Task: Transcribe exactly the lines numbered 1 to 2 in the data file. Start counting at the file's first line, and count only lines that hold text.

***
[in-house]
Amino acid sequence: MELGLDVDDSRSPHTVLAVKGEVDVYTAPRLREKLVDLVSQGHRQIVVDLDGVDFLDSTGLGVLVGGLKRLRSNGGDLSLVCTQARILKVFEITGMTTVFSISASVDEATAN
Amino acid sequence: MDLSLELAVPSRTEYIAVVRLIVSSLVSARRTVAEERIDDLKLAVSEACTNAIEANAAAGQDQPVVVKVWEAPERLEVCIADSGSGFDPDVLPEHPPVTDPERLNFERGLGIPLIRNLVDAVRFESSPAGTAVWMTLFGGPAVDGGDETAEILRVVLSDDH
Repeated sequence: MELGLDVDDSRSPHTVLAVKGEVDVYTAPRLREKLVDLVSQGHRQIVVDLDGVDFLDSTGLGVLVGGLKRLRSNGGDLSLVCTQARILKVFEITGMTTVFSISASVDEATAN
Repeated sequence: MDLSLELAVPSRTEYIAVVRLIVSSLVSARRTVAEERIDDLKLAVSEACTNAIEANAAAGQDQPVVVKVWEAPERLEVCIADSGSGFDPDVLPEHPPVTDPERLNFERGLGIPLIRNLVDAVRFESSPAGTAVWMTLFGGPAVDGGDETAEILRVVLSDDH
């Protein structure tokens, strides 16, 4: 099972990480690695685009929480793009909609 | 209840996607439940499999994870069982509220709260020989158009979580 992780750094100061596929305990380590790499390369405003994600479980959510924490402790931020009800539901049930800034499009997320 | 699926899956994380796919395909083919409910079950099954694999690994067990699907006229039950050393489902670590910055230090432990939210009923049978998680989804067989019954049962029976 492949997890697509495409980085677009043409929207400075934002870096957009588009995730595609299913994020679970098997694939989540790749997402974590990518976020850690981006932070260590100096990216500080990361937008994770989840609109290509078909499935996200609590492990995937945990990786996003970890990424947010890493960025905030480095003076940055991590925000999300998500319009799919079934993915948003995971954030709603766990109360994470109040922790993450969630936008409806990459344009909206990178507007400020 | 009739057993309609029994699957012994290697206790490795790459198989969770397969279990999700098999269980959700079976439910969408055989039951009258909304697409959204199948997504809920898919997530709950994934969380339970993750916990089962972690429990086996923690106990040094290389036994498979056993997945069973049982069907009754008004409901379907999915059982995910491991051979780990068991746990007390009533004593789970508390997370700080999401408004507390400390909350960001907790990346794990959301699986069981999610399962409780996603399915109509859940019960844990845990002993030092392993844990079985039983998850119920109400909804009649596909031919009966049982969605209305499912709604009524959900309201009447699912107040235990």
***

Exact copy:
[in-house]
Amino acid sequence: MELGLDVDDSRSPHTVLAVKGEVDVYTAPRLREKLVDLVSQGHRQIVVDLDGVDFLDSTGLGVLVGGLKRLRSNGGDLSLVCTQARILKVFEITGMTTVFSISASVDEATAN